A. Have you been putting a steroid cream on it, such as an over-the-counter hydrocortisone cream or a stronger, prescription strength steroid cream? If so, then she may have perioral dermatitis, a chronic rash that is caused by using steroid creams on a child's face.
In many situations, a child has a simple rash caused by irritation and is treated with a steroid cream. While that helps the rash get better for a little while, it then gets worse again and eventually doesn't respond to the steroid cream anymore.
If you are using a steroid cream and think that she may have perioral dermatitis, then you should stop using it. Be warned that the rash will get worse once you stop using the steroids and will then gradually get better. Sometimes, a topical or oral antibiotic is also needed to help perioral dermatitis go away.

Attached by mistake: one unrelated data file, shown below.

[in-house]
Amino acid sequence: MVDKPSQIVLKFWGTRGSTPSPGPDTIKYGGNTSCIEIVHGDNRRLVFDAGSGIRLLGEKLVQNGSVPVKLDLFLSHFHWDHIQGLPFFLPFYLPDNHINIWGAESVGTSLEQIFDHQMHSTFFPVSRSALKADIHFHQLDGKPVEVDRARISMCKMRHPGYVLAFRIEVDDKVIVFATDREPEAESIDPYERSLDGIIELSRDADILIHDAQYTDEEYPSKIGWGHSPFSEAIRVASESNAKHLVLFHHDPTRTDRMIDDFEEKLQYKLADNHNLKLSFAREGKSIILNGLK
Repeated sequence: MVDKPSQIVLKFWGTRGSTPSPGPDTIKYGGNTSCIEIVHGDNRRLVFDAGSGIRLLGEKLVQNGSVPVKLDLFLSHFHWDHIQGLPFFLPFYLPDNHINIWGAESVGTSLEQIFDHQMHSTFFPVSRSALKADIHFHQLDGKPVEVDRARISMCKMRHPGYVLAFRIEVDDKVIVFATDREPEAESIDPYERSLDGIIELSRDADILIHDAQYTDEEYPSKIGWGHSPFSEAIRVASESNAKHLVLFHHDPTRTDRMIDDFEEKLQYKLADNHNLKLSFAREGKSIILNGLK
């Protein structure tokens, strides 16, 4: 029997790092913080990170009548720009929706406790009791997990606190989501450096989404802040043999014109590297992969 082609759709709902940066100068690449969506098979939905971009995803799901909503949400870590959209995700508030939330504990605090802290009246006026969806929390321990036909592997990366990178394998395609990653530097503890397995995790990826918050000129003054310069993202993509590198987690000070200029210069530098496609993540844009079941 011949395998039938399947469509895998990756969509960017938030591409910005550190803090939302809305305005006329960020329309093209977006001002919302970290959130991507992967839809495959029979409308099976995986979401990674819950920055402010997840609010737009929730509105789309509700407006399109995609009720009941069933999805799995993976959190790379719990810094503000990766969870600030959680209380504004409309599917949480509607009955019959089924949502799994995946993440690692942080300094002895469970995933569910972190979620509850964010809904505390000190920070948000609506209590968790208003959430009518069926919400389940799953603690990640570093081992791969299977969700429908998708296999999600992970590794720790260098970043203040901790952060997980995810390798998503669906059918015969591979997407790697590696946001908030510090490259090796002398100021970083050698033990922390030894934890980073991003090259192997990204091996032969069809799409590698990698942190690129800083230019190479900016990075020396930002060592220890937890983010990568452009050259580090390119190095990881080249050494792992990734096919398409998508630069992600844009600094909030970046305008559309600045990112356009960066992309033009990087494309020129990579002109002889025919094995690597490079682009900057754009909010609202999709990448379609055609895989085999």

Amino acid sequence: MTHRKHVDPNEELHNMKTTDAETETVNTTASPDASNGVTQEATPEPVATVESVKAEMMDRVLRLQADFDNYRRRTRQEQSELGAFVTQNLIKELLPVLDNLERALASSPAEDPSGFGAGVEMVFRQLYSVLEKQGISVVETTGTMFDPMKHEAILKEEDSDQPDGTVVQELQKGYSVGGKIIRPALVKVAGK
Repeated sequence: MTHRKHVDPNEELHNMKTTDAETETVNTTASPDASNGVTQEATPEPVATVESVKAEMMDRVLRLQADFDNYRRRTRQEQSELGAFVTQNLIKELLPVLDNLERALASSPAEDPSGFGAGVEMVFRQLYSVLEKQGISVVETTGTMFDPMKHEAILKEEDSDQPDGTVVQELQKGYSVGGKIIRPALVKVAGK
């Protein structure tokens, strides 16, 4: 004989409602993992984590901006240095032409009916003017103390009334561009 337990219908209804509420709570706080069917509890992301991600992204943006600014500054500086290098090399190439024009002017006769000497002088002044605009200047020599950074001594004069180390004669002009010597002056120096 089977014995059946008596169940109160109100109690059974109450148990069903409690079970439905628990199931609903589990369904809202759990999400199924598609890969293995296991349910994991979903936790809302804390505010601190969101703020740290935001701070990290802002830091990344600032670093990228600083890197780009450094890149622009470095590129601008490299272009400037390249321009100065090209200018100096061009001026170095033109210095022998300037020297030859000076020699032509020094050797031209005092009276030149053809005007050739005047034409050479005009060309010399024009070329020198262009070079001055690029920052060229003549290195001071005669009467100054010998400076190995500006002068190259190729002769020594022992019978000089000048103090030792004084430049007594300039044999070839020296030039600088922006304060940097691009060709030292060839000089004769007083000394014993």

Protopic ointment may also be effective and even with the new drug warnings can still be used for children over age 2 for short periods of time when other treatments aren't effective. Using it to treat perioral dermatitis would be considered 'off-label' though.
Keep in mind that fluoride toothpaste is also suspected to cause perioral dermatitis in some children.
Does her rash look like any of these pictures of children with perioral dermatitis?
Does it sound like this description of perioral dermatitis from the American Academy of Dermatology?
If not and this doesn't sound like what is causing her rash, then you may want to see a Pediatric Dermatologist for a second opinion.